|2010 Columbia Pictures; Photo: http://www.amazon.com|
The Bounty Hunter astonished me. I found myself cursing out the screen as uninteresting characters do unfunny things and always make the wrong decision for two hours. The plot (or as I like to call it: the excuse to have Jennifer Aniston and Gerard Butler argue incessantly for two hours) involves Milo (Butler) as an ex-cop-turned-bounty-hunter who learns (through a plot contrivance) that his ex-wife Nichole (Aniston) has a bounty out because she skipped out on a court hearing for a traffic violation. Milo finds Nichole almost instantly and he actually gives her a running head start. Of course he catches her after a stupid slapstick chase scene and this is actually where the movie gets worse. Time after time the inept Milo gives Nichole a chance to escape, if she does, he catches her, then she tries to escape again.
Nichole is trying to get in touch with a source regarding a covered-up murder as she is a reporter. When her source disappears, then suddenly reappears, the bad guys try to set Nichole up by having her source lead her into a trap. This goes bad of course and leads to another chase where she futily tries to escape her ex. This is the whole movie: Milo catches her, she escapes, Milo catches her, she escapes. In the end the two rekindle their love or some crap and all of this garbage concludes with one of the most predictable and unsatisfying endings the lazy, untalented writers of this monstrosity could have conceived.
The fundamental problem with The Bounty Hunter is listening to two people argue for two hours is not inherently funny. The film’s screenwriter Sarah Thorp (who also wrote Twisted, an even worse film that got a stunning 2% on the Tomatometer from rottentomates.com), seems to be incapable of writing funny and intelligent dialogue. The Bounty Hunter’s screenplay boils down to a series of dumb characters interacting with each other in the most uninteresting ways possible with some of the most poorly written dialogue I have ever heard in a major Hollywood release. I kid you not.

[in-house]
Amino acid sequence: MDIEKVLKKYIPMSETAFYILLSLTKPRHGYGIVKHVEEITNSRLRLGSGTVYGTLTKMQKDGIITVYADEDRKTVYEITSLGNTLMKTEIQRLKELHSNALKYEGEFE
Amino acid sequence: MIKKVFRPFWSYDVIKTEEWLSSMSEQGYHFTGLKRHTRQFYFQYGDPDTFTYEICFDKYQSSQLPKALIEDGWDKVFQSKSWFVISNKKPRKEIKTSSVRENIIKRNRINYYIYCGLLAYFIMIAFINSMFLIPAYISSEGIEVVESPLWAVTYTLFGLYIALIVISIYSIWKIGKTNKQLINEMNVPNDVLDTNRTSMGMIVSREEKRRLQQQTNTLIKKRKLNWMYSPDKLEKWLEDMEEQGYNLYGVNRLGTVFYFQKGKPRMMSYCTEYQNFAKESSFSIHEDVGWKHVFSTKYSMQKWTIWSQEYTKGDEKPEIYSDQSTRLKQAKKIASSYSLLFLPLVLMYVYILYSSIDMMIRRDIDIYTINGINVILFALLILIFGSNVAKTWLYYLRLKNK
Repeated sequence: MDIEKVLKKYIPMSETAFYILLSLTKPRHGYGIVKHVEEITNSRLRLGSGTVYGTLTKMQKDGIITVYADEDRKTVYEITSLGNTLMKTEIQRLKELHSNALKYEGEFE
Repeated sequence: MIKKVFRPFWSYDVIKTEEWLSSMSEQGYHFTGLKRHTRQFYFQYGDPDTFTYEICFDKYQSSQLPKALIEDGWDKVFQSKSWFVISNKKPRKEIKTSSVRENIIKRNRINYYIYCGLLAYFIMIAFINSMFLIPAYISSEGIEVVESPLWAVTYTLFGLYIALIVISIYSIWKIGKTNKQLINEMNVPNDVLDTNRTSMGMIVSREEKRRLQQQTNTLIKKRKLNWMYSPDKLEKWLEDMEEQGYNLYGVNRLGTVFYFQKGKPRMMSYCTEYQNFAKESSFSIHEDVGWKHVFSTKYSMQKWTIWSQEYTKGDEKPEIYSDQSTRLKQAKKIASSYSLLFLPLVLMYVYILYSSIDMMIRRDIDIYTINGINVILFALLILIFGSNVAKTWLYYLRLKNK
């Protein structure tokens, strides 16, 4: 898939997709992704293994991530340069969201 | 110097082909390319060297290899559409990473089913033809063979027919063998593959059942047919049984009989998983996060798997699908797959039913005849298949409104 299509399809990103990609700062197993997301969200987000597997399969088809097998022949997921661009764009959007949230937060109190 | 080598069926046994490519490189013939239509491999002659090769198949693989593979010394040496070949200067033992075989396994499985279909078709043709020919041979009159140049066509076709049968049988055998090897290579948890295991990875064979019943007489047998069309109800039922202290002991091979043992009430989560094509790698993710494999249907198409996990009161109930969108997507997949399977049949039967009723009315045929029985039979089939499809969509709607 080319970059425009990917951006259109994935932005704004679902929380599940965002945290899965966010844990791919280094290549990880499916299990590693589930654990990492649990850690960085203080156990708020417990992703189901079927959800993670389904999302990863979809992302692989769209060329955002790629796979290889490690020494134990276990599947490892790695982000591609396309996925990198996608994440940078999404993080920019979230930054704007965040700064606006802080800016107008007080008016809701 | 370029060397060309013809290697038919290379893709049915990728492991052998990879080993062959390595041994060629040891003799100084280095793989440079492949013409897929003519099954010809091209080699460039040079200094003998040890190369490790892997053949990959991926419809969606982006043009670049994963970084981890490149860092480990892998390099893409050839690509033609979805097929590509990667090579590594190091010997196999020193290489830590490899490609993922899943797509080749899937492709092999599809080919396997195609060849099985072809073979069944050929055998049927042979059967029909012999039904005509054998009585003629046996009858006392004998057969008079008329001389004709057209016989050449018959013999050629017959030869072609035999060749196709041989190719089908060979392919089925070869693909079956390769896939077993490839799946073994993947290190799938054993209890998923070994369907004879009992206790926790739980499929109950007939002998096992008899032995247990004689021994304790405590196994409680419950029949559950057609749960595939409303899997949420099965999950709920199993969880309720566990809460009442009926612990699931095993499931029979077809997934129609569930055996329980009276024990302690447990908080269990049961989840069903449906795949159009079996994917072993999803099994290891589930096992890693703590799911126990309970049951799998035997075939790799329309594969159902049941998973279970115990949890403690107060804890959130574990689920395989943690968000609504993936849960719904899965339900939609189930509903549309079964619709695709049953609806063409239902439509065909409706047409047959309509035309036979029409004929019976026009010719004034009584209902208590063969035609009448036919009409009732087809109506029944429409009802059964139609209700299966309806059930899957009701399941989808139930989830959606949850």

The acting doesn’t fare better. Gerard Butler and Jennifer Aniston are both pretty much consistently terrible and together they are deadly bad. Butler purses his lips, donning sunglasses, as he reads his lines with such disinterest that you’d think he was checking his Blackberry during filming. Aniston flips her hair around, makes airhead faces and spouts out one dumb line after another as though she were a sixth grader reading aloud for her class. When the actors aren’t speaking in a monotone they are screaming their way through the film. Most of the shouting and shrieking is reserved for a mustachioed Jason Sudeikis as Stewart, a co-worker of Nichole’s who is pining for her.
The Bounty Hunter is an example of what happens when untalented people are given free reign to a very bad plot. The director did do Hitch, a mediocre film that had enough charm to warrant a moderate recommendation, but this film is an example of how there is always room to fall. Despite the questionable skill of all involved it’s hard not to be astonished by how terrible this movie actually is. With the current state of the romantic comedy, it’s safe to say that this genre may be dead soon. There doesn’t seem to be any light at the end of the tunnel either as Hollywood continues to spew out more horrible trash upon an unsuspecting crowd of poor souls who should really check out a film’s credentials before paying money to see it. Fortunately, this film was widely ignored by audiences, it barely made back its big budget, which is far more than it deserves. This one should go straight to the top (or should I say bottom?) of the list for consideration for a Razzie. This is a royal piece of trash that should be ignored. Don’t be an idiot like me and subject yourself to this unquestionably inept, idiotic, unforgivingly horrible “movie.” If you absolutely must have a romantic comedy, check out (500) Days of Summer instead and do yourself a favor.